If the waiter is pouring wine and you don't want any—place your fingers over the glass. The Host should refill the glasses of his guests. Fill a white wine glass three-quarters full; red wine halfway.
Appetizers and Utensils
If a platter of appetizers is being passed around the table, each diner holds it while the person next to him serves himself. If you want to taste someone else's food, don't have them feed it to you and don't spear it off their plate. Pass them your bread plate for a spoonful. It's acceptable to take home leftovers unless you are attending a business meal or wedding reception.
If you drop a utensil, or your napkin, don't pick it up. Instead notify the waiter. Likewise, tell the waiter if you've dropped food on the floor, so it can be cleaned up before the next diners are seated. If you notice a utensil or glass is unclean, quietly tell the waiter.
Hosts, Guests, Checks, and Cell Phones
If you are host, arrive a few minutes early. Inform the maitre d' that you will be taking care of the check. If someone comes late, after you are seated, stand as you extend your greeting. Tell your guests to feel free to order anything from the menu. If someone is served the wrong food, the host should politely inform the waiter.
As you review the check, do so discretely without mentioning to your guests how much the bill is. To signal the waiter, place the check holder at the edge of the table with the money or credit card inside, sticking out a bit.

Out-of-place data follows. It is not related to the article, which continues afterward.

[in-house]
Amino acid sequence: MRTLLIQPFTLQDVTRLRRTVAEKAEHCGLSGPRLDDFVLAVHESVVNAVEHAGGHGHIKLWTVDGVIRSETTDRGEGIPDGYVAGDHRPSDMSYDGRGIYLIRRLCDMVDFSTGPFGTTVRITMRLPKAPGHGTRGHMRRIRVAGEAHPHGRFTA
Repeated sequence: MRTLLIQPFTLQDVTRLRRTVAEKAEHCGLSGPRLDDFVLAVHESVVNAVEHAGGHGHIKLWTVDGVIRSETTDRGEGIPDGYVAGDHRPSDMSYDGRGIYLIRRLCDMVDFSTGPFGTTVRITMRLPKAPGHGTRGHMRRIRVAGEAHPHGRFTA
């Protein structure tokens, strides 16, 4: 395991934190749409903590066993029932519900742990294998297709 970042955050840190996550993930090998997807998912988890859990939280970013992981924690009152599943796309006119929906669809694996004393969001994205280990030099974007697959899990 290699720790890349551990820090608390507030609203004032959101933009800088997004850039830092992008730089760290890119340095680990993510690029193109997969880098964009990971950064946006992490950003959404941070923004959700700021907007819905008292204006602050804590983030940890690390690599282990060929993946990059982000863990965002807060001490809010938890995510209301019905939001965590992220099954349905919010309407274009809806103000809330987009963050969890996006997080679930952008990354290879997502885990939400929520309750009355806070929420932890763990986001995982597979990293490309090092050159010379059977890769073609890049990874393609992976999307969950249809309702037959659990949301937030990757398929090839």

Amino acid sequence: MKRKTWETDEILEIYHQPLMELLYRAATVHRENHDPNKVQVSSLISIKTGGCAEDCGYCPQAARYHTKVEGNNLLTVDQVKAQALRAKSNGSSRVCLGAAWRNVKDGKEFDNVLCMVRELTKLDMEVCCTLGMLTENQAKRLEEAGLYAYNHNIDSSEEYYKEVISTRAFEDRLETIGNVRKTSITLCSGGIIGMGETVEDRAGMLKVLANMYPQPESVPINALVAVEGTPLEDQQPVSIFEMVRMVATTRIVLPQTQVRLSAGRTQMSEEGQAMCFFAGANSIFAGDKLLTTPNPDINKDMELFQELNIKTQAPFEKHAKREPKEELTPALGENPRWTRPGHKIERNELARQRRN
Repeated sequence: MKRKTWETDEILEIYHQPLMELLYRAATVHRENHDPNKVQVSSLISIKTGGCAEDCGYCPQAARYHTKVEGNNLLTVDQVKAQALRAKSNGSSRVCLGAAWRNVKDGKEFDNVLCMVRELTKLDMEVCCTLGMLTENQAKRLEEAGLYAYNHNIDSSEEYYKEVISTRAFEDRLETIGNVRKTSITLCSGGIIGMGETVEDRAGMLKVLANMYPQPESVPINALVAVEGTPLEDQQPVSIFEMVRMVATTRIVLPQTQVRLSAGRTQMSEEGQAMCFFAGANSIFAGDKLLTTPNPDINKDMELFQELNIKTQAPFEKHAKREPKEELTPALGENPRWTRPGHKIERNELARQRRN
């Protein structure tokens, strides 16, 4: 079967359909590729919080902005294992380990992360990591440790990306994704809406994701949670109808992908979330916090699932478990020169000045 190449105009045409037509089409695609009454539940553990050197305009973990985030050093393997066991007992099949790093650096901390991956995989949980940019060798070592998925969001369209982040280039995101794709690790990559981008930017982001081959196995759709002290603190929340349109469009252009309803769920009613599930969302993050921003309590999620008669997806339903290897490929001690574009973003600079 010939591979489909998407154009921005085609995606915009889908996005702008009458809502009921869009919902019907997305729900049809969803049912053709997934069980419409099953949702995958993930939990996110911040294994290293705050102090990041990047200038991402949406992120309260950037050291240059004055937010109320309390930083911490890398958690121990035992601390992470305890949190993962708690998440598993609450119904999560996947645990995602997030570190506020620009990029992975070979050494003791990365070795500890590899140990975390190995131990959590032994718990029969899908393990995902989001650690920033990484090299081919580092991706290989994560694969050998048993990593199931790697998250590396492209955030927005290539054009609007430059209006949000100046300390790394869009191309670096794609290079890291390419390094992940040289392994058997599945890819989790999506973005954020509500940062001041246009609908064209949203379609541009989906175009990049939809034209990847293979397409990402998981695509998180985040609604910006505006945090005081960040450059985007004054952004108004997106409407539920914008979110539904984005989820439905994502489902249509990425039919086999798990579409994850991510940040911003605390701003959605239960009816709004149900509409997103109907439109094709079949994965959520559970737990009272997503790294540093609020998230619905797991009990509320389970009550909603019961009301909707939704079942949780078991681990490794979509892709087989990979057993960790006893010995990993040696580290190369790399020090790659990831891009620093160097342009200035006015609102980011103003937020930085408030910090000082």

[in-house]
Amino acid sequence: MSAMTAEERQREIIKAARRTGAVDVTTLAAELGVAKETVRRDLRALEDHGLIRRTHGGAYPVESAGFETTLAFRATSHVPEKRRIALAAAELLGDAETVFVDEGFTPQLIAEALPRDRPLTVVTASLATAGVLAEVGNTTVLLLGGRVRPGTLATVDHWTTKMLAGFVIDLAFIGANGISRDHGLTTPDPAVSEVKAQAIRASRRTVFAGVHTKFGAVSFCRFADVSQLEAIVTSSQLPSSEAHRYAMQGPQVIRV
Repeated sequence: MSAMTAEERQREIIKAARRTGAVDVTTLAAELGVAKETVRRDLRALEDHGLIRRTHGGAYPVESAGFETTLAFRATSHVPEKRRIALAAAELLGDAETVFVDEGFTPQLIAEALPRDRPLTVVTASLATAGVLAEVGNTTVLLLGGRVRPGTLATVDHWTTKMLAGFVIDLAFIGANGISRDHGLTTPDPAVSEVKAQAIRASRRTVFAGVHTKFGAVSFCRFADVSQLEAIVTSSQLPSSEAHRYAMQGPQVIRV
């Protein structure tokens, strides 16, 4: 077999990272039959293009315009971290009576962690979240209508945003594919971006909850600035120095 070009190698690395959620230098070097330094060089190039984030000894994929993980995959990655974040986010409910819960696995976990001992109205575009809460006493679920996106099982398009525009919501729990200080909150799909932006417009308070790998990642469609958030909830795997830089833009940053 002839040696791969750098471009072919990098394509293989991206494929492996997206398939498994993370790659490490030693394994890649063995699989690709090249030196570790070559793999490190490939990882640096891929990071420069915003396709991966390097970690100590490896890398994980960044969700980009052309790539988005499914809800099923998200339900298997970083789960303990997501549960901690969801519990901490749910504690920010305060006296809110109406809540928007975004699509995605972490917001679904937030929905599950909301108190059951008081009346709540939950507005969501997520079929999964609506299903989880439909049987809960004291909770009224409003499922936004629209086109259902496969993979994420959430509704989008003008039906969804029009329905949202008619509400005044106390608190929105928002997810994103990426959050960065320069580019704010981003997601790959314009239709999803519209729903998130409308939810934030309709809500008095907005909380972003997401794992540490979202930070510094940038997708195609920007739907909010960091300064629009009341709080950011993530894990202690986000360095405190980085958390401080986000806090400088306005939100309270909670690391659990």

It is alright to complain discretely to management if the food or service is below par. They can't correct their flaws if not brought to their attention. On the other hand, if the food or service has been exceptional, be sure to let the manager know so your server or chef may be justly appreciated.
If you are a guest, do not order the most expensive item on the menu. Try to stay within the price range as the other guests. Only send food back if there is something wrong with it—not because you don't like it. Never complain about the food or service, as this will reflect poorly on your host's taste in restaurants.
Do not reach past your personal dining space. If you need something from the table, ask someone to please pass it to you.
When conversing at dinner, avoid unpleasant subjects such as illness or surgery. The moment you walk into a restaurant: turn off that cell phone. It's not a good idea to try and sneak the check from the host.
No Cell Phones
Children, Buffets & Fast Food
If you take your children to a restaurant, explain to them beforehand what you expect. They will order from a menu and everyone will remain in their seats during the meal. If your child is irritating other diners, put a stop to it immediately. Children have a hard time sitting still for a long time so long dinners with many courses are not a wise choice. If they get out of hand, it's best to leave.
Two final quick notes: If you eat at a buffet, use a clean plate every time you reload. If you eat fast food, hand the money to the cashier rather than putting it on the counter.